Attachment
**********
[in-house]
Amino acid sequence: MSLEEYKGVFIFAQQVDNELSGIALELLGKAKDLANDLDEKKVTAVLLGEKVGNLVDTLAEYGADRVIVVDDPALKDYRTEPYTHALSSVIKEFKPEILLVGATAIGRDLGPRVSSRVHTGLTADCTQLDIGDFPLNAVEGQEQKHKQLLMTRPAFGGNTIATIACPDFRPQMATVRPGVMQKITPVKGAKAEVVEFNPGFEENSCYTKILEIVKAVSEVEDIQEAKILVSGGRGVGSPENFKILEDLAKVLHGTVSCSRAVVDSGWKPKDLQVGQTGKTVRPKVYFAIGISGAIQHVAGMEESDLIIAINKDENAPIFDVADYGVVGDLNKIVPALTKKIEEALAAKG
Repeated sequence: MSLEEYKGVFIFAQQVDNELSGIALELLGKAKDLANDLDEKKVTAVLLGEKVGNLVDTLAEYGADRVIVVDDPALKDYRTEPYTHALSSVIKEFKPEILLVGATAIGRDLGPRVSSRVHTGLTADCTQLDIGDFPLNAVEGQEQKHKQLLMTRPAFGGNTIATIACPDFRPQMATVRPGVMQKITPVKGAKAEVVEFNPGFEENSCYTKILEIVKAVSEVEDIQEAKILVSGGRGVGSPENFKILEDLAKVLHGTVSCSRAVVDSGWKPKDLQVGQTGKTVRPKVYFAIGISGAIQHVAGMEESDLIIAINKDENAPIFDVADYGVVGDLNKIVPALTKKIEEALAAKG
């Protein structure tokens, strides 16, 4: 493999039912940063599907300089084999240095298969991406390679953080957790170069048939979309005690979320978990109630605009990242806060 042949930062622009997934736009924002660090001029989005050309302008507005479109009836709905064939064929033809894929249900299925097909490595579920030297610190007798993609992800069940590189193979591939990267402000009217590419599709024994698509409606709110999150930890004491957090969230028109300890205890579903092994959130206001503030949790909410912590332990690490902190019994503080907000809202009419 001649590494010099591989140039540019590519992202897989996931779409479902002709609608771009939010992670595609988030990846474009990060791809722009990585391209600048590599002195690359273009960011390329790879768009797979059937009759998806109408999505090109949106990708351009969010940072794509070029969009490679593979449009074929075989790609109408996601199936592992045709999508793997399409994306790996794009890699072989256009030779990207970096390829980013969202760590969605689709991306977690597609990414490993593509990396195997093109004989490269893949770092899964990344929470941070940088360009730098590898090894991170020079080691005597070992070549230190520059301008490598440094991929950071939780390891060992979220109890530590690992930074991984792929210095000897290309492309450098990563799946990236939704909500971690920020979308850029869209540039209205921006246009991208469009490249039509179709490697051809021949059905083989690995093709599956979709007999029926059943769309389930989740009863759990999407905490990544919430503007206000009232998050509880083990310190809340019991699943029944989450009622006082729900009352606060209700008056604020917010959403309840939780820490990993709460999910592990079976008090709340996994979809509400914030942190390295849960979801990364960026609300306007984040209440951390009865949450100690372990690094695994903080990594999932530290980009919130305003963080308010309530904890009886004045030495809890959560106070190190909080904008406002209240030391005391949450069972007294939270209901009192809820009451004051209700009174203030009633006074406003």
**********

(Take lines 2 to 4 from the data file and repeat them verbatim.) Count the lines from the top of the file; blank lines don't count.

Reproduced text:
Amino acid sequence: MSLEEYKGVFIFAQQVDNELSGIALELLGKAKDLANDLDEKKVTAVLLGEKVGNLVDTLAEYGADRVIVVDDPALKDYRTEPYTHALSSVIKEFKPEILLVGATAIGRDLGPRVSSRVHTGLTADCTQLDIGDFPLNAVEGQEQKHKQLLMTRPAFGGNTIATIACPDFRPQMATVRPGVMQKITPVKGAKAEVVEFNPGFEENSCYTKILEIVKAVSEVEDIQEAKILVSGGRGVGSPENFKILEDLAKVLHGTVSCSRAVVDSGWKPKDLQVGQTGKTVRPKVYFAIGISGAIQHVAGMEESDLIIAINKDENAPIFDVADYGVVGDLNKIVPALTKKIEEALAAKG
Repeated sequence: MSLEEYKGVFIFAQQVDNELSGIALELLGKAKDLANDLDEKKVTAVLLGEKVGNLVDTLAEYGADRVIVVDDPALKDYRTEPYTHALSSVIKEFKPEILLVGATAIGRDLGPRVSSRVHTGLTADCTQLDIGDFPLNAVEGQEQKHKQLLMTRPAFGGNTIATIACPDFRPQMATVRPGVMQKITPVKGAKAEVVEFNPGFEENSCYTKILEIVKAVSEVEDIQEAKILVSGGRGVGSPENFKILEDLAKVLHGTVSCSRAVVDSGWKPKDLQVGQTGKTVRPKVYFAIGISGAIQHVAGMEESDLIIAINKDENAPIFDVADYGVVGDLNKIVPALTKKIEEALAAKG
């Protein structure tokens, strides 16, 4: 493999039912940063599907300089084999240095298969991406390679953080957790170069048939979309005690979320978990109630605009990242806060 042949930062622009997934736009924002660090001029989005050309302008507005479109009836709905064939064929033809894929249900299925097909490595579920030297610190007798993609992800069940590189193979591939990267402000009217590419599709024994698509409606709110999150930890004491957090969230028109300890205890579903092994959130206001503030949790909410912590332990690490902190019994503080907000809202009419 001649590494010099591989140039540019590519992202897989996931779409479902002709609608771009939010992670595609988030990846474009990060791809722009990585391209600048590599002195690359273009960011390329790879768009797979059937009759998806109408999505090109949106990708351009969010940072794509070029969009490679593979449009074929075989790609109408996601199936592992045709999508793997399409994306790996794009890699072989256009030779990207970096390829980013969202760590969605689709991306977690597609990414490993593509990396195997093109004989490269893949770092899964990344929470941070940088360009730098590898090894991170020079080691005597070992070549230190520059301008490598440094991929950071939780390891060992979220109890530590690992930074991984792929210095000897290309492309450098990563799946990236939704909500971690920020979308850029869209540039209205921006246009991208469009490249039509179709490697051809021949059905083989690995093709599956979709007999029926059943769309389930989740009863759990999407905490990544919430503007206000009232998050509880083990310190809340019991699943029944989450009622006082729900009352606060209700008056604020917010959403309840939780820490990993709460999910592990079976008090709340996994979809509400914030942190390295849960979801990364960026609300306007984040209440951390009865949450100690372990690094695994903080990594999932530290980009919130305003963080308010309530904890009886004045030495809890959560106070190190909080904008406002209240030391005391949450069972007294939270209901009192809820009451004051209700009174203030009633006074406003």